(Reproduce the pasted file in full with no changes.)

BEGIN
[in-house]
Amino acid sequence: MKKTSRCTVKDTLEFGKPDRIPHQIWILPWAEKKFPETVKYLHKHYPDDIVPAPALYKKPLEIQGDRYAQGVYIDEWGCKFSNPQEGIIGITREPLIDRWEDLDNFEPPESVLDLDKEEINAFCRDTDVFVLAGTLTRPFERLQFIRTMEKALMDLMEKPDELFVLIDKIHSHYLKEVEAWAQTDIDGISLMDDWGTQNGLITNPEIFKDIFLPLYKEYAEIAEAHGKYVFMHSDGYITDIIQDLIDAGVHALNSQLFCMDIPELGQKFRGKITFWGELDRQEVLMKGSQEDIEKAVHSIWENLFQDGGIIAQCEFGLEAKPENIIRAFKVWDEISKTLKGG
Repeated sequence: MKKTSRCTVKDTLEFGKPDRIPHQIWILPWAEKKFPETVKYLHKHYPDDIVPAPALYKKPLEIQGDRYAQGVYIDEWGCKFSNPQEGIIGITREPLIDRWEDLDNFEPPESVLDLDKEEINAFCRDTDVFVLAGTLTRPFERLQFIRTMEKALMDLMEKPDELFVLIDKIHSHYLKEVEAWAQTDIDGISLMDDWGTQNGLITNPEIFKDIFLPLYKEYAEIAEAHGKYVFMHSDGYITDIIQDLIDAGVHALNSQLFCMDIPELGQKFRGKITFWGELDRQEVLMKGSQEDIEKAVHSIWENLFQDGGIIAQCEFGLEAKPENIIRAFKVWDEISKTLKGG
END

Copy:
[in-house]
Amino acid sequence: MKKTSRCTVKDTLEFGKPDRIPHQIWILPWAEKKFPETVKYLHKHYPDDIVPAPALYKKPLEIQGDRYAQGVYIDEWGCKFSNPQEGIIGITREPLIDRWEDLDNFEPPESVLDLDKEEINAFCRDTDVFVLAGTLTRPFERLQFIRTMEKALMDLMEKPDELFVLIDKIHSHYLKEVEAWAQTDIDGISLMDDWGTQNGLITNPEIFKDIFLPLYKEYAEIAEAHGKYVFMHSDGYITDIIQDLIDAGVHALNSQLFCMDIPELGQKFRGKITFWGELDRQEVLMKGSQEDIEKAVHSIWENLFQDGGIIAQCEFGLEAKPENIIRAFKVWDEISKTLKGG
Repeated sequence: MKKTSRCTVKDTLEFGKPDRIPHQIWILPWAEKKFPETVKYLHKHYPDDIVPAPALYKKPLEIQGDRYAQGVYIDEWGCKFSNPQEGIIGITREPLIDRWEDLDNFEPPESVLDLDKEEINAFCRDTDVFVLAGTLTRPFERLQFIRTMEKALMDLMEKPDELFVLIDKIHSHYLKEVEAWAQTDIDGISLMDDWGTQNGLITNPEIFKDIFLPLYKEYAEIAEAHGKYVFMHSDGYITDIIQDLIDAGVHALNSQLFCMDIPELGQKFRGKITFWGELDRQEVLMKGSQEDIEKAVHSIWENLFQDGGIIAQCEFGLEAKPENIIRAFKVWDEISKTLKGG